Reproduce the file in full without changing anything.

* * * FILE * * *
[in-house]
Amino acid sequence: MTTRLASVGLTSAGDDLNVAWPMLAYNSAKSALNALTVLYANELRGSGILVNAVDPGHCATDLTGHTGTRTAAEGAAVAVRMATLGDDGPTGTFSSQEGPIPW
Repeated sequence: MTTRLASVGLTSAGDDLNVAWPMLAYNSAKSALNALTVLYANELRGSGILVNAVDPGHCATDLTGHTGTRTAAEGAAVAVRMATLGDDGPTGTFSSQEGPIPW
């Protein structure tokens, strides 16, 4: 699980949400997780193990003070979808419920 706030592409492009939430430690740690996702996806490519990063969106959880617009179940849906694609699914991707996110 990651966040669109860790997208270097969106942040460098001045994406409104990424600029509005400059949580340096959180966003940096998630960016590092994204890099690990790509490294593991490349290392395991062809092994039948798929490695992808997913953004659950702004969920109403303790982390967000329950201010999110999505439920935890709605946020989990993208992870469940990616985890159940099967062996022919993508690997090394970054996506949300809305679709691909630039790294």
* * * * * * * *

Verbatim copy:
[in-house]
Amino acid sequence: MTTRLASVGLTSAGDDLNVAWPMLAYNSAKSALNALTVLYANELRGSGILVNAVDPGHCATDLTGHTGTRTAAEGAAVAVRMATLGDDGPTGTFSSQEGPIPW
Repeated sequence: MTTRLASVGLTSAGDDLNVAWPMLAYNSAKSALNALTVLYANELRGSGILVNAVDPGHCATDLTGHTGTRTAAEGAAVAVRMATLGDDGPTGTFSSQEGPIPW
């Protein structure tokens, strides 16, 4: 699980949400997780193990003070979808419920 706030592409492009939430430690740690996702996806490519990063969106959880617009179940849906694609699914991707996110 990651966040669109860790997208270097969106942040460098001045994406409104990424600029509005400059949580340096959180966003940096998630960016590092994204890099690990790509490294593991490349290392395991062809092994039948798929490695992808997913953004659950702004969920109403303790982390967000329950201010999110999505439920935890709605946020989990993208992870469940990616985890159940099967062996022919993508690997090394970054996506949300809305679709691909630039790294």